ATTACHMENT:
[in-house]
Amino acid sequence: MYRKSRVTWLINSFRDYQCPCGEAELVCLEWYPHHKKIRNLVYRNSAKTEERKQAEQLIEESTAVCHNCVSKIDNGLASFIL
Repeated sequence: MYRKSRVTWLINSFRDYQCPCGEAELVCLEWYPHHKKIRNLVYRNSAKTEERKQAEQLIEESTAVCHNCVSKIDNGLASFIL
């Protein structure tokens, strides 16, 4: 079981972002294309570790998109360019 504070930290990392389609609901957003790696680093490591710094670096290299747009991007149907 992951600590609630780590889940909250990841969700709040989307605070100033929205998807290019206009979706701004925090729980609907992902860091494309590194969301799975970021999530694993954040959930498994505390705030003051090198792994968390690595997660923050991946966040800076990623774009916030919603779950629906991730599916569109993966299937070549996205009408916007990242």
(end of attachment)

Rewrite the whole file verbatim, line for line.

[in-house]
Amino acid sequence: MYRKSRVTWLINSFRDYQCPCGEAELVCLEWYPHHKKIRNLVYRNSAKTEERKQAEQLIEESTAVCHNCVSKIDNGLASFIL
Repeated sequence: MYRKSRVTWLINSFRDYQCPCGEAELVCLEWYPHHKKIRNLVYRNSAKTEERKQAEQLIEESTAVCHNCVSKIDNGLASFIL
């Protein structure tokens, strides 16, 4: 079981972002294309570790998109360019 504070930290990392389609609901957003790696680093490591710094670096290299747009991007149907 992951600590609630780590889940909250990841969700709040989307605070100033929205998807290019206009979706701004925090729980609907992902860091494309590194969301799975970021999530694993954040959930498994505390705030003051090198792994968390690595997660923050991946966040800076990623774009916030919603779950629906991730599916569109993966299937070549996205009408916007990242």